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Planning Your Next Steps After AAT Level 3

Next Steps after you have completed your AAT Level 3 (Advanced) Diploma in Accounting

Recently I have had a number of students chatting about their “next steps”, having just completed their AAT Level 3 (AAT Advanced Diploma in Accounting) qualification – a number of them are finding it difficult to decide whether or not to progress onto AAT Level 4 (AAT Professional Diploma in Accounting). I therefore felt the need to write a blog as I am sure there are many students out there who also cannot decide.

I thought I would describe my own journey with progression as a way of explaining how I achieved MAAT status and how I find myself studying for CIMA.

The start of a journey

I never actually set out to work in Finance, I did well at GCSEs and achieved a B grade in Maths, however the world of mathematics and numbers was not within my comfort zone and I felt more at home in the world of textiles and illustration. I was one of those students who had to really work at studying – I couldn’t just cram and pass a test!
So , I headed to Loughborough and studied Woven Textiles – after four  amazing years I achieved a 2:1, made some great friends, then headed to London with some very big decisions to make.

Degree achieved… now what?

Heading into London I soon realised that working as an artist with no real world experience would have involved working for free until I gained enough experience to take on a possible illustration or textile designer role – roles of which were and still are very few and far between. I was not in a position to work for free so I joined an agency who placed me into a role as a purchase ledger clerk for a Foreign Exchange company.

So while this role was strange and new and possibly not my first choice, it did provide the luxury of breathing space (and a roof over my head!) while I reviewed my next steps, thinking about what I really wanted to do with my career and how best to achieve it.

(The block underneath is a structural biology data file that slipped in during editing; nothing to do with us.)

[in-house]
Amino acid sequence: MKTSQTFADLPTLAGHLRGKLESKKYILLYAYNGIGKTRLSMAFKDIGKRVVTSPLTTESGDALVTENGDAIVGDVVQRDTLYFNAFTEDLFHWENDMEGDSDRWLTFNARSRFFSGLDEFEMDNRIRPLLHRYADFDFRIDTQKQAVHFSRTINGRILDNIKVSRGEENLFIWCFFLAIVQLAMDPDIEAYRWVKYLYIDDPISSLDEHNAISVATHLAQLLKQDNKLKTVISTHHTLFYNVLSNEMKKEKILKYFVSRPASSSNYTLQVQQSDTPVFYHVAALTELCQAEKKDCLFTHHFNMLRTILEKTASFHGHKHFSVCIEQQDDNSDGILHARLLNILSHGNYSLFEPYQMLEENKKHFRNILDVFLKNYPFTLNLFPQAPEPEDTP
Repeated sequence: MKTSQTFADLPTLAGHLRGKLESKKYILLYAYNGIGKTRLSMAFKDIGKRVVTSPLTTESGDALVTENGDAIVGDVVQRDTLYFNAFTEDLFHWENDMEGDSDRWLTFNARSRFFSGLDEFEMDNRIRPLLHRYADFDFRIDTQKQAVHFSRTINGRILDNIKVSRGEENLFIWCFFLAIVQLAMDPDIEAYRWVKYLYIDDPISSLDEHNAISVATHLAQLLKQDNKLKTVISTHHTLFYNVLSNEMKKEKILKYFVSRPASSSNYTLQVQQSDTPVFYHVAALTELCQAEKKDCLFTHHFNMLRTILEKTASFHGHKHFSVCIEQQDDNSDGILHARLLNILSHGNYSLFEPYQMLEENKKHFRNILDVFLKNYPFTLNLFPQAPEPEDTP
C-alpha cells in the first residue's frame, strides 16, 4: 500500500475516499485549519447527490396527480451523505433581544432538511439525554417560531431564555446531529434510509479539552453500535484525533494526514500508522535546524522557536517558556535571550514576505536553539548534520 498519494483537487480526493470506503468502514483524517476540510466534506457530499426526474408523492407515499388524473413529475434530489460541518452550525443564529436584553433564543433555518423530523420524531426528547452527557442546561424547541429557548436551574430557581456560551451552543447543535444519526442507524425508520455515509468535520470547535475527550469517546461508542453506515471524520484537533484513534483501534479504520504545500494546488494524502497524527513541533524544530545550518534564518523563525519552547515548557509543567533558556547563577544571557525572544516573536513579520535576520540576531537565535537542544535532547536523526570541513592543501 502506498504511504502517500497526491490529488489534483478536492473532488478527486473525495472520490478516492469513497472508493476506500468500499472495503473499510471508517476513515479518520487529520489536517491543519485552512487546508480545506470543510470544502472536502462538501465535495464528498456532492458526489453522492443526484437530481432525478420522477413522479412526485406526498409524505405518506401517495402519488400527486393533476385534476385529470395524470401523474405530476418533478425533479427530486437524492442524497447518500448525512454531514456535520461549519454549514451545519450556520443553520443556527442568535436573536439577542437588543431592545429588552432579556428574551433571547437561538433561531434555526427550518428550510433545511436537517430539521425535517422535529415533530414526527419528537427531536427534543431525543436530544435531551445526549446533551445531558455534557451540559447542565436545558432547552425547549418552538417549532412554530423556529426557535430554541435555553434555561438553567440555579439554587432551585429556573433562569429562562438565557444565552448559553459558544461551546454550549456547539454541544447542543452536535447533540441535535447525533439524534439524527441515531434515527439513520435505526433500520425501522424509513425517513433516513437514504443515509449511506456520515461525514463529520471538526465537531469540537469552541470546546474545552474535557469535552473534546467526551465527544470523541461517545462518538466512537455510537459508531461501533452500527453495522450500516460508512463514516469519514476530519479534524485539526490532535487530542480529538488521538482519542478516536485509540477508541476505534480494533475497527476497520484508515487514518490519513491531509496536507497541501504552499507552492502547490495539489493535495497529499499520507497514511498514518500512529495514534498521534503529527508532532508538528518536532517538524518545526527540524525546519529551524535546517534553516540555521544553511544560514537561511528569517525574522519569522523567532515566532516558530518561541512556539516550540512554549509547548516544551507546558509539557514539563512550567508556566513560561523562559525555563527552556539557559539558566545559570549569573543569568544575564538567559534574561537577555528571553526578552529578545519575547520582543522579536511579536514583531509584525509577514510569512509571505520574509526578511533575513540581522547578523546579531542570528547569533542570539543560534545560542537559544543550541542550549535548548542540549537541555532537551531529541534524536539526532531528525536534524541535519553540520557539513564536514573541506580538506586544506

I found I was enjoying the purchase ledger role – processing invoices in the day time and reconciling bank accounts, then cycling home through Holborn to east London to fulfill the need to illustrate or create – feeding the artist within. Hackney and East London was and still is a very creative space so I felt I was not losing touch with my creative side.  I felt I had achieved a good compromise – a few late night bagels and curry’s along Brick Lane in Shoreditch, musical evenings enjoying creative spaces within the depths of East London

From artist to accountant

Over time I realised I was enjoying my role so much that I decided that the life of the artist would become more of a hobby (and who knows maybe commission work in the future) so I started to wonder how could I fill the gap in my accounting knowledge? How could I be the best at what I was doing as my day job? How could I start learning more about the financial world and start looking at new opportunities?

Chatting to colleagues who were very (and what seemed scarily qualified – ACCA, ACA or CIMA!) I knew I couldn’t just leap into one of those courses (and did I want or need to??), so I found out about the AAT and was lucky enough to be able to continue working during the day and attend evening classes. I whizzed through AAT Level 2 and thoroughly enjoyed learning about this brand new world of debits, credits and T accounts within the BTRN and BKCL units. I felt this enhanced my knowledge greatly in that processing invoices and journals started making a lot more sense!